Roseburg Pilot Project Background
The Roseburg Pilot Project is intended to fulfill the Secretary of the Interior's direction to apply the principles of ecological restoration, as developed by Drs. Norm Johnson and Jerry Franklin, on BLM lands within the Roseburg District. The project will include the elements of active management proposed by the US Fish and Wildlife Service (USFWS) for the recovery of the Northern Spotted Owl. The objective of this pilot is to demonstrate the ecological and economic merits of the restoration strategy outlined by Drs. Norm Johnson and Jerry Franklin.
The Department of the Interior, BLM pilots will serve two purposes: 1) demonstrate the principles of ecological restoration and evaluate the economic merits of the restoration strategy outlined by Drs. Norm Johnson and Jerry Franklin in moist and dry forests; 2) serve as a continuing source of information to help the BLM identify challenges and barriers to implementation and modify management strategies in the future.
The areas chosen for the pilots are: 1) Middle Applegate Watershed, which occurs as two largely contiguous blocks of Dry Forest on either side of the Applegate River (Medford District); and 2) Roseburg Pilot Project which has Dry Forest in the classic checkerboard pattern in the lower watershed and a large contiguous area of Moist Forest in the upper watershed.
Dry Forests are defined here as forests that belong to the Oregon White Oak, Ponderosa Pine, Jeffrey Pine, Douglas-Fir, and dry White Fir and Grand Fir plant series as have been described and defined by plant ecologists. Dry Forest landscapes are dominated by one or more of these plant series. In southwest Oregon, they are concentrated in the interior valleys between Roseburg and Medford. Moist Forests are defined as Western Hemlock, Tanoak, Red Fir, Mountain Hemlock, and moist White Fir and Grand Fir plant series.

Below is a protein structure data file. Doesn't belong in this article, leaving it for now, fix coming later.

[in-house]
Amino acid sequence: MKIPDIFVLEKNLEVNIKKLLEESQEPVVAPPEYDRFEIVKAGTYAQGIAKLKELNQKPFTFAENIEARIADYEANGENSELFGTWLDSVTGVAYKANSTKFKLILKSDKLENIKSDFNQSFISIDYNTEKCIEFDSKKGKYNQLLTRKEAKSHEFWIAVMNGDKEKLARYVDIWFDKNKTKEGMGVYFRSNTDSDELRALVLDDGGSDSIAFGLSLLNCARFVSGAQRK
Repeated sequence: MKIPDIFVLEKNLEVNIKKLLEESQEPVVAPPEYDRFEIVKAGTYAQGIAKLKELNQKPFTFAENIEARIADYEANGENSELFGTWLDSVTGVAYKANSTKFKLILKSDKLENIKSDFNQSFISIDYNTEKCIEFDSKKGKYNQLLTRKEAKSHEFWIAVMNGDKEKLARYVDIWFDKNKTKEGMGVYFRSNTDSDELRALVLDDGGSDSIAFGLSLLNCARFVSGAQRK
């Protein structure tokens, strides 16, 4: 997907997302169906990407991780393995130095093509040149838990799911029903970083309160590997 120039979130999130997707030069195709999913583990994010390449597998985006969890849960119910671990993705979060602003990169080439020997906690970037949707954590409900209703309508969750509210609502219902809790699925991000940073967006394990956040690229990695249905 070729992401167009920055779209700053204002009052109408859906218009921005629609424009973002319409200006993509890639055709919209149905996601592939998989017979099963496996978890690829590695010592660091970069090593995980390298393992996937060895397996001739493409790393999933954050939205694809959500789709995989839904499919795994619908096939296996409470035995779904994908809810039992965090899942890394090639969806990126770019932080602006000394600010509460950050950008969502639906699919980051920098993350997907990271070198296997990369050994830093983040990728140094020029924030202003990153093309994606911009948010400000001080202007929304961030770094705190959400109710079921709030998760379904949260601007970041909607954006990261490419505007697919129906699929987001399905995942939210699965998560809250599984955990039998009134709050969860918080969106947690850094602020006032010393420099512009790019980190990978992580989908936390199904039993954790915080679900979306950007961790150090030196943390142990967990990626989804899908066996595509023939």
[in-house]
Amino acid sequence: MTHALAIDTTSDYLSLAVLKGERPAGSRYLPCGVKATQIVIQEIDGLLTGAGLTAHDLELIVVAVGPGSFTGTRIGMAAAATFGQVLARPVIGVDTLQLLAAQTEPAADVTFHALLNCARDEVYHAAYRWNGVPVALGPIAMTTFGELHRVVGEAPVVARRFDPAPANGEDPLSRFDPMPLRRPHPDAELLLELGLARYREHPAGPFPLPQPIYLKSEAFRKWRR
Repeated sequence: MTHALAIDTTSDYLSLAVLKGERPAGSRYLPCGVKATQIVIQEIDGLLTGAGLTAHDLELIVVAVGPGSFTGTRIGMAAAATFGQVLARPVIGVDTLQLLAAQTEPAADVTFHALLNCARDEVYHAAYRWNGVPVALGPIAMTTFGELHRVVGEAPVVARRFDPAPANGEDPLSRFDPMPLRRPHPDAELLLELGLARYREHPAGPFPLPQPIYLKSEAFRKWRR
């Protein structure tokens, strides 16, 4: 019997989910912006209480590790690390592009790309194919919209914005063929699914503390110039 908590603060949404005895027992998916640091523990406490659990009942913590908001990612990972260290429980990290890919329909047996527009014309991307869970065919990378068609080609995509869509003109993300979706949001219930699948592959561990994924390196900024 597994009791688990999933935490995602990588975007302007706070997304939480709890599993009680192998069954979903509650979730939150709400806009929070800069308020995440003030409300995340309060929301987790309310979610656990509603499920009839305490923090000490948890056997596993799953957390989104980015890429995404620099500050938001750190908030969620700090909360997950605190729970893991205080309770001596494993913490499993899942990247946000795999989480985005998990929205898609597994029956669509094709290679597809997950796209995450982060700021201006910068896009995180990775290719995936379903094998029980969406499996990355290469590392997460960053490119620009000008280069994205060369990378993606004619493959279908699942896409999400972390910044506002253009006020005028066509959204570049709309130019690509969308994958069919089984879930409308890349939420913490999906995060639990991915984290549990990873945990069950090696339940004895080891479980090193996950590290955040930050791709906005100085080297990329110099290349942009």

The objective of these pilots is to demonstrate the ecological and economic merits of the restoration strategy outlined by Drs. Norm Johnson and Jerry Franklin.
The DOI and BLM are committed to work with other agencies, state and local governments to explore the options for how management of BLM lands should fit into a more comprehensive financial and ecological solution. We anticipate these pilot projects developing over the next 12 to 18 months.
The pilots are intended to help inform public dialogue on development of future management policy for BLM-managed forest in western Oregon. While the public will be involved, testing a collaborative process is not the purpose of the pilots. The BLM will provide the public opportunities to participate in several meetings, workshops, and field visits as well as comment on the environmental analysis for each pilot. While there may not be unanimously shared perspectives of the pilots, the BLM is hopeful that there will be substantial agreement.